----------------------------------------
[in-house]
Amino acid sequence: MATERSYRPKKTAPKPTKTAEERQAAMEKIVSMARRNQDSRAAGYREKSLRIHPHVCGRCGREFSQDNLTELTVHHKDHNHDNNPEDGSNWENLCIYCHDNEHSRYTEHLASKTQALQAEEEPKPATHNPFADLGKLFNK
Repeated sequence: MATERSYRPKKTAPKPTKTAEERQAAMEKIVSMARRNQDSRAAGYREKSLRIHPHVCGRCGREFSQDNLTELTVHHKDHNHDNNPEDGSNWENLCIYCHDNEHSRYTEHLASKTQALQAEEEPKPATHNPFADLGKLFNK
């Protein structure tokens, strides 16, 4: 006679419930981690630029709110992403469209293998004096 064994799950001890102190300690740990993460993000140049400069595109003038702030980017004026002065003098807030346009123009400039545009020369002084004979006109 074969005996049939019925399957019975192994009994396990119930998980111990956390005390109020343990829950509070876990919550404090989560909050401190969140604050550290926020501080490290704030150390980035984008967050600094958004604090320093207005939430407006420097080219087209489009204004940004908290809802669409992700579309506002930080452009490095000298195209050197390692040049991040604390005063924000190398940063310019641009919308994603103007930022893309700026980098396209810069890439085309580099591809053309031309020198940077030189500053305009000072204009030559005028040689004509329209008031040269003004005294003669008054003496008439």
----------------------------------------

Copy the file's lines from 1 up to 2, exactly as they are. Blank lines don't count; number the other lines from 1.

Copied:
[in-house]
Amino acid sequence: MATERSYRPKKTAPKPTKTAEERQAAMEKIVSMARRNQDSRAAGYREKSLRIHPHVCGRCGREFSQDNLTELTVHHKDHNHDNNPEDGSNWENLCIYCHDNEHSRYTEHLASKTQALQAEEEPKPATHNPFADLGKLFNK